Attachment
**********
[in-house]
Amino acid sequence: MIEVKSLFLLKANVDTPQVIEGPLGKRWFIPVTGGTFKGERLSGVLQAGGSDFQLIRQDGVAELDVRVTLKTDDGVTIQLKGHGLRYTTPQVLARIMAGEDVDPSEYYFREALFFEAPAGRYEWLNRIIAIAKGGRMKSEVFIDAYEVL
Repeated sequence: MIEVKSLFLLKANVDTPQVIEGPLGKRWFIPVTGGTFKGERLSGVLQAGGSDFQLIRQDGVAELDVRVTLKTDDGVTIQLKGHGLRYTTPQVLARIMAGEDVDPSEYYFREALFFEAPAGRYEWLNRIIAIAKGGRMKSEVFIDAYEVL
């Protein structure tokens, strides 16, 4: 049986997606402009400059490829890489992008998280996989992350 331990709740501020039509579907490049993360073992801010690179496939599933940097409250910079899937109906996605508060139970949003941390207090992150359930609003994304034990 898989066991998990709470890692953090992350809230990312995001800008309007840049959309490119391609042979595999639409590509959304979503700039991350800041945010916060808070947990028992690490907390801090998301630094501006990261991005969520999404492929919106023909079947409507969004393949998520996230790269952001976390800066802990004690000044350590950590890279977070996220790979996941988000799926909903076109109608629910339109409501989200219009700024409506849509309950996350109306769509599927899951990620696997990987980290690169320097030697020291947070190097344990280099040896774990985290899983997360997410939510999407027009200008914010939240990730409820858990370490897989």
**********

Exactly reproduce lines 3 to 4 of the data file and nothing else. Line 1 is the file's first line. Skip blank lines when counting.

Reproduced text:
Repeated sequence: MIEVKSLFLLKANVDTPQVIEGPLGKRWFIPVTGGTFKGERLSGVLQAGGSDFQLIRQDGVAELDVRVTLKTDDGVTIQLKGHGLRYTTPQVLARIMAGEDVDPSEYYFREALFFEAPAGRYEWLNRIIAIAKGGRMKSEVFIDAYEVL
């Protein structure tokens, strides 16, 4: 049986997606402009400059490829890489992008998280996989992350 331990709740501020039509579907490049993360073992801010690179496939599933940097409250910079899937109906996605508060139970949003941390207090992150359930609003994304034990 898989066991998990709470890692953090992350809230990312995001800008309007840049959309490119391609042979595999639409590509959304979503700039991350800041945010916060808070947990028992690490907390801090998301630094501006990261991005969520999404492929919106023909079947409507969004393949998520996230790269952001976390800066802990004690000044350590950590890279977070996220790979996941988000799926909903076109109608629910339109409501989200219009700024409506849509309950996350109306769509599927899951990620696997990987980290690169320097030697020291947070190097344990280099040896774990985290899983997360997410939510999407027009200008914010939240990730409820858990370490897989």